ByRafael Berrios, writer at Creators.co

When I decided to rekindle my interest in Marvel Comics, I knew I could always go back to Spider-Man, or any other flagship Marvel title. However, I wanted something different, refreshing. It took two unlikely characters to come rescue me from the norm. It's was the perfect opportunity for Ms. Marvel and Captain Marvel to swoop in.

It began with Ms. Marvel. I stopped by a comic shop and a third printing of the first issue was on the shelf. Immediately after reading the first issue I knew I read something special. Kamala Khan (Ms. Marvel) instantly charmed me with her quirky personality and passion for Avengers fanfic. She was the type of character I wanted to invest my time and unique within Marvel Comics.

Kamala Khan, Ms. Marvel
Kamala Khan, Ms. Marvel

Writer G. Willow Wilson developed an interesting character who doesn’t just struggle with typical teenage problems, but has to balance her identity since she is not a typical run-of-the-mill superhero character. Kamala is the closest I’ve gotten to a character that represents myself in comics. This says a lot about comics in general. Kamala is a teenage Pakistani-American living in Jersey City. That may not mean much to most, but it’s significant for me. However, this is not about race or inner-city upbringing. If that was the case, this post could have easily been about Miles Morales (Ultimate Spider-Man), since I’m Puerto Rican, born and raised in the south Bronx. Relating to Kamala is about identity, dealing with conflicting cultural identities, family and societal expectations, and purpose. Something I don’t usually come across with the white, male characters dominating the medium.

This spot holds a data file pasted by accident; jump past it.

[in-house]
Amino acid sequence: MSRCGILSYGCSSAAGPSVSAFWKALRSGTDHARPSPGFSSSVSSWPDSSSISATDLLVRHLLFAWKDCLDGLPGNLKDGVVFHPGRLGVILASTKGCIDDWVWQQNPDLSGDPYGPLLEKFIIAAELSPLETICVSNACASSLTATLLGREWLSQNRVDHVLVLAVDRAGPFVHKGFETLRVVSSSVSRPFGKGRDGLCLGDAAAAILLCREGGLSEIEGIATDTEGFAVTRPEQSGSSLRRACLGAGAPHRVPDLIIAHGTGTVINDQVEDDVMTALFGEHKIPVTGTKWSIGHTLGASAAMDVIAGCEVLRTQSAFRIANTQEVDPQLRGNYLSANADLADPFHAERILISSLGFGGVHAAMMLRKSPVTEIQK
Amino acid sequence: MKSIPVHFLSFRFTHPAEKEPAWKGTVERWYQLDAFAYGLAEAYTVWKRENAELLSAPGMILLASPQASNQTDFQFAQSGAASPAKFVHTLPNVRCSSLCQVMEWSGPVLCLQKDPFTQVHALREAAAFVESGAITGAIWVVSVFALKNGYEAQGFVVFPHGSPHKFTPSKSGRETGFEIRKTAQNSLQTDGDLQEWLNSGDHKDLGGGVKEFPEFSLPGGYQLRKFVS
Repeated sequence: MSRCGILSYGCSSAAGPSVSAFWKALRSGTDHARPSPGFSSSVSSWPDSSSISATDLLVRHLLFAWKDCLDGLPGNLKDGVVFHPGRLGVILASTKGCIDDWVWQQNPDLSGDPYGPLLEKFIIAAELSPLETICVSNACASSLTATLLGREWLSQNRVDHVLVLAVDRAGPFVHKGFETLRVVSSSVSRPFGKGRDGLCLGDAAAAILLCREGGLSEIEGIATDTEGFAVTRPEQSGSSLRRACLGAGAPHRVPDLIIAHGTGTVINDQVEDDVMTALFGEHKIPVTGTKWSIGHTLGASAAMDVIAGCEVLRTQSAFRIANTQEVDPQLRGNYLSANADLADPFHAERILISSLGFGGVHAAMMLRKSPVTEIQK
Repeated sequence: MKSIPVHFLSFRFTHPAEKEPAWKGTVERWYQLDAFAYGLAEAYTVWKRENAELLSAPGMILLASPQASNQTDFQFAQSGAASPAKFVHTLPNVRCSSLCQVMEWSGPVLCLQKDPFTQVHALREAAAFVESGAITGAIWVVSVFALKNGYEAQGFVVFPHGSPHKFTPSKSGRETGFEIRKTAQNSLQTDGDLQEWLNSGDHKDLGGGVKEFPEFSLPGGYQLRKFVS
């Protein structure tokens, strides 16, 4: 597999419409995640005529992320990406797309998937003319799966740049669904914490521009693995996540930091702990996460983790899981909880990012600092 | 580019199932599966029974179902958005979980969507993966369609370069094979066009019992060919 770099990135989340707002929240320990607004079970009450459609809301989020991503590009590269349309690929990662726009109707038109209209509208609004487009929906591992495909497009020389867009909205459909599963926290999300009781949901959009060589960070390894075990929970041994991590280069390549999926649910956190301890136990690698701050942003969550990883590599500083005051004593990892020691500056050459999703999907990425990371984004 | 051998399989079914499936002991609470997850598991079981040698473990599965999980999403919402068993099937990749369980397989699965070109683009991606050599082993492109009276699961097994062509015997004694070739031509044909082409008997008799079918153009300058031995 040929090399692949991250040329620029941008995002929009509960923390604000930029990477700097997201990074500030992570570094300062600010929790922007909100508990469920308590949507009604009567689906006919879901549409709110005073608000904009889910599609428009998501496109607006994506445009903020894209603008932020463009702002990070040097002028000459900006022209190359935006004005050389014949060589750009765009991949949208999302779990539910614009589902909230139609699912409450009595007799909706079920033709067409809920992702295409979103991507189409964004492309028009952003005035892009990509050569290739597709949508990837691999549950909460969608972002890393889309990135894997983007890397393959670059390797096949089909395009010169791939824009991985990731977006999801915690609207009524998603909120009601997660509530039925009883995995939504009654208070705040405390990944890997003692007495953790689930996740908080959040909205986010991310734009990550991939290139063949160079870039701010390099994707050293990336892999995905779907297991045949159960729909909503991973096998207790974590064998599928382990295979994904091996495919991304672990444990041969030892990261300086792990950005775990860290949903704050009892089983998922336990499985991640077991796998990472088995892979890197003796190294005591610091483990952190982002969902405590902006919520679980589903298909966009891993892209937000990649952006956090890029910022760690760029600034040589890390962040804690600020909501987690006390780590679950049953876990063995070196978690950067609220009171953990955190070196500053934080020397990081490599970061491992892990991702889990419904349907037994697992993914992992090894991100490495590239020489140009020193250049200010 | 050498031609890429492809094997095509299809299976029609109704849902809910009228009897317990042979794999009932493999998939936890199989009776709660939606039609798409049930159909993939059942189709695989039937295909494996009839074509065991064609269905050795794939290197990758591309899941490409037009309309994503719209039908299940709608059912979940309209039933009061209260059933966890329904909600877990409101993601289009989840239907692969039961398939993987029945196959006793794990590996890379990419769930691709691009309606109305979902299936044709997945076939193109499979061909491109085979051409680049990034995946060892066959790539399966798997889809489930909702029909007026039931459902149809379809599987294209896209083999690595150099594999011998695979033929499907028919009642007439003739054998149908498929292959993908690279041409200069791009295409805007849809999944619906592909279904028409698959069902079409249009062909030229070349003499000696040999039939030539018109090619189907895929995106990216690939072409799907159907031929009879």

Carol Danvers, Captain Marvel
Carol Danvers, Captain Marvel

Riding on the high of Ms. Marvel, I wanted more to read. It led me to Captain Marvel written by Kelly Sue DeConnick. Carol Danvers (Captain Marvel) is the opposite of Kamala Khan. Carol is confident, witty, powerful, experienced, firm in her convictions, and knows herself. She is the woman Kamala wants to become. DeConnick brings a personable touch to Danvers that shines when she interacts with her friends and other Avengers. She’s stronger than the obstacles thrown at her, reminding me of the strong women I’ve had in my life--my mother, sisters, even girlfriends. Women have more to do with the man I’ve become than any other influence. Having Captain Marvel on my pull list broke the superhero mold for my Marvel comic reading. Soon Danvers will join the Marvel Cinematic Universe, and everyone will know the strength of Captain Marvel.

My interest in Ms. Marvel and Captain Marvel continues, and it's due to the writers my interest remains. These books wouldn't be the same without them. Without Wilson and DeConnick, my interest in the Marvel gals would have tapered off. They helped shape the characters on the page and brought a style I couldn’t ignore. Now I hold the monikers Ms. Marvel and Captain Marvel close, right up there with Spider-Man. It's due to the work done by the marvelous Kelly Sue DeConnick and G. Willow Wilson who gave them new life and significance.

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